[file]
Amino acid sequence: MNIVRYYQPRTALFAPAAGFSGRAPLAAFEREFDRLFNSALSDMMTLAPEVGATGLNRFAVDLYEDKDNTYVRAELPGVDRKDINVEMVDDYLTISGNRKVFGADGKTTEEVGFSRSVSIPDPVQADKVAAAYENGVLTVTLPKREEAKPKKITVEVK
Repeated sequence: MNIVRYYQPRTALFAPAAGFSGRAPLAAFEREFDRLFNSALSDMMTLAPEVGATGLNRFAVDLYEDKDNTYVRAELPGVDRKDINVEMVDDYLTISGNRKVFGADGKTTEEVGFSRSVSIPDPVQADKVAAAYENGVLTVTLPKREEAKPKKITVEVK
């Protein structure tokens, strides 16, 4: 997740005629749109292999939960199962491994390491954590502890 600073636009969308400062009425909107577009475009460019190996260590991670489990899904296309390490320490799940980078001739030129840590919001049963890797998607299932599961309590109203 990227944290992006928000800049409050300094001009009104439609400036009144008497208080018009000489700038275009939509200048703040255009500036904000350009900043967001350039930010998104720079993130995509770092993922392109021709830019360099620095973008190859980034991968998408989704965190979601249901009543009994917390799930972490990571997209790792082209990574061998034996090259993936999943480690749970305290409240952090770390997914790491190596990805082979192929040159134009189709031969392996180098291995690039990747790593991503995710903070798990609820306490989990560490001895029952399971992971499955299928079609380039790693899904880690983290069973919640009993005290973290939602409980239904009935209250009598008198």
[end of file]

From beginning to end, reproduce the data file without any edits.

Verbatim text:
Amino acid sequence: MNIVRYYQPRTALFAPAAGFSGRAPLAAFEREFDRLFNSALSDMMTLAPEVGATGLNRFAVDLYEDKDNTYVRAELPGVDRKDINVEMVDDYLTISGNRKVFGADGKTTEEVGFSRSVSIPDPVQADKVAAAYENGVLTVTLPKREEAKPKKITVEVK
Repeated sequence: MNIVRYYQPRTALFAPAAGFSGRAPLAAFEREFDRLFNSALSDMMTLAPEVGATGLNRFAVDLYEDKDNTYVRAELPGVDRKDINVEMVDDYLTISGNRKVFGADGKTTEEVGFSRSVSIPDPVQADKVAAAYENGVLTVTLPKREEAKPKKITVEVK
């Protein structure tokens, strides 16, 4: 997740005629749109292999939960199962491994390491954590502890 600073636009969308400062009425909107577009475009460019190996260590991670489990899904296309390490320490799940980078001739030129840590919001049963890797998607299932599961309590109203 990227944290992006928000800049409050300094001009009104439609400036009144008497208080018009000489700038275009939509200048703040255009500036904000350009900043967001350039930010998104720079993130995509770092993922392109021709830019360099620095973008190859980034991968998408989704965190979601249901009543009994917390799930972490990571997209790792082209990574061998034996090259993936999943480690749970305290409240952090770390997914790491190596990805082979192929040159134009189709031969392996180098291995690039990747790593991503995710903070798990609820306490989990560490001895029952399971992971499955299928079609380039790693899904880690983290069973919640009993005290973290939602409980239904009935209250009598008198």